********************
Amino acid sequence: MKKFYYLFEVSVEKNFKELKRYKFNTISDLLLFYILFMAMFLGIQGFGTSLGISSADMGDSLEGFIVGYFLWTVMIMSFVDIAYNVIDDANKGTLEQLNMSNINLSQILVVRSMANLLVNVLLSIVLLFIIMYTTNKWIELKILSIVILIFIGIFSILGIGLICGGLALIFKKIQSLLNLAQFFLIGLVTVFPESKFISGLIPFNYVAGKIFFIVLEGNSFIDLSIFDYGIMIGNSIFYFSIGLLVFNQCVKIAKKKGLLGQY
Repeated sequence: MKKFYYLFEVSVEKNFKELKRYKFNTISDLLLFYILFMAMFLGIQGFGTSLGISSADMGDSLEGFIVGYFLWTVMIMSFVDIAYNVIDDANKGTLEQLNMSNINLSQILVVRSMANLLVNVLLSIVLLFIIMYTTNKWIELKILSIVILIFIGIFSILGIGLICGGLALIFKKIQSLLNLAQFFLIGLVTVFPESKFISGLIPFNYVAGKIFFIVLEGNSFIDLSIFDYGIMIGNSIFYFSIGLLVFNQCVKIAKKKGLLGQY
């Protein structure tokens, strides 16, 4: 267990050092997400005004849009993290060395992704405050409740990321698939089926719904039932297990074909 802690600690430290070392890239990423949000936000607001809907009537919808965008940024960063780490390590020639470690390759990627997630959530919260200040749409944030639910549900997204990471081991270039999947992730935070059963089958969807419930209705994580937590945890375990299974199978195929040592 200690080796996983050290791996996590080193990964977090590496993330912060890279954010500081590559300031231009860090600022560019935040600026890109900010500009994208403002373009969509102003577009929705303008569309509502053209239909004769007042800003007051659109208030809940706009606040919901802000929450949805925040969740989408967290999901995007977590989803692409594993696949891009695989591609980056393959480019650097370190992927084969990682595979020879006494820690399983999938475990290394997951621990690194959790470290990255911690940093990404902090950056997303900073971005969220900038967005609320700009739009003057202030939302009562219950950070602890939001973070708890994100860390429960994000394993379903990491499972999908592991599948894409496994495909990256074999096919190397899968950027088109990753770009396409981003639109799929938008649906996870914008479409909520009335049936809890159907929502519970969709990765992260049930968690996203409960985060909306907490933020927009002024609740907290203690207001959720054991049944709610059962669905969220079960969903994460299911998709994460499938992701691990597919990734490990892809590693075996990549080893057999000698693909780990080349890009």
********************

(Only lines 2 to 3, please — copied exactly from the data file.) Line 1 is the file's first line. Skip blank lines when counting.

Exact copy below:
Repeated sequence: MKKFYYLFEVSVEKNFKELKRYKFNTISDLLLFYILFMAMFLGIQGFGTSLGISSADMGDSLEGFIVGYFLWTVMIMSFVDIAYNVIDDANKGTLEQLNMSNINLSQILVVRSMANLLVNVLLSIVLLFIIMYTTNKWIELKILSIVILIFIGIFSILGIGLICGGLALIFKKIQSLLNLAQFFLIGLVTVFPESKFISGLIPFNYVAGKIFFIVLEGNSFIDLSIFDYGIMIGNSIFYFSIGLLVFNQCVKIAKKKGLLGQY
């Protein structure tokens, strides 16, 4: 267990050092997400005004849009993290060395992704405050409740990321698939089926719904039932297990074909 802690600690430290070392890239990423949000936000607001809907009537919808965008940024960063780490390590020639470690390759990627997630959530919260200040749409944030639910549900997204990471081991270039999947992730935070059963089958969807419930209705994580937590945890375990299974199978195929040592 200690080796996983050290791996996590080193990964977090590496993330912060890279954010500081590559300031231009860090600022560019935040600026890109900010500009994208403002373009969509102003577009929705303008569309509502053209239909004769007042800003007051659109208030809940706009606040919901802000929450949805925040969740989408967290999901995007977590989803692409594993696949891009695989591609980056393959480019650097370190992927084969990682595979020879006494820690399983999938475990290394997951621990690194959790470290990255911690940093990404902090950056997303900073971005969220900038967005609320700009739009003057202030939302009562219950950070602890939001973070708890994100860390429960994000394993379903990491499972999908592991599948894409496994495909990256074999096919190397899968950027088109990753770009396409981003639109799929938008649906996870914008479409909520009335049936809890159907929502519970969709990765992260049930968690996203409960985060909306907490933020927009002024609740907290203690207001959720054991049944709610059962669905969220079960969903994460299911998709994460499938992701691990597919990734490990892809590693075996990549080893057999000698693909780990080349890009």